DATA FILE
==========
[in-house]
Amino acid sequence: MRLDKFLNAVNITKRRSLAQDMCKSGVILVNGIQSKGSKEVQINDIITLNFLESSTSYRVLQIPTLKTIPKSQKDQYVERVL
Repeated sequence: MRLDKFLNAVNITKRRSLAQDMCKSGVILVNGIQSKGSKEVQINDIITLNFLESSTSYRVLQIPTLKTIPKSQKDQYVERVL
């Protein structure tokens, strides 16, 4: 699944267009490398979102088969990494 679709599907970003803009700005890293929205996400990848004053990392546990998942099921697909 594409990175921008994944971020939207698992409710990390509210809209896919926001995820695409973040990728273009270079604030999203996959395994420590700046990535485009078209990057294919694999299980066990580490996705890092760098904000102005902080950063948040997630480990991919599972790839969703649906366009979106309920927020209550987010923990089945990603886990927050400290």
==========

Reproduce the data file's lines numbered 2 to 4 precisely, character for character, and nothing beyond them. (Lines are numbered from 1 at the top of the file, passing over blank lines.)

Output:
Amino acid sequence: MRLDKFLNAVNITKRRSLAQDMCKSGVILVNGIQSKGSKEVQINDIITLNFLESSTSYRVLQIPTLKTIPKSQKDQYVERVL
Repeated sequence: MRLDKFLNAVNITKRRSLAQDMCKSGVILVNGIQSKGSKEVQINDIITLNFLESSTSYRVLQIPTLKTIPKSQKDQYVERVL
């Protein structure tokens, strides 16, 4: 699944267009490398979102088969990494 679709599907970003803009700005890293929205996400990848004053990392546990998942099921697909 594409990175921008994944971020939207698992409710990390509210809209896919926001995820695409973040990728273009270079604030999203996959395994420590700046990535485009078209990057294919694999299980066990580490996705890092760098904000102005902080950063948040997630480990991919599972790839969703649906366009979106309920927020209550987010923990089945990603886990927050400290």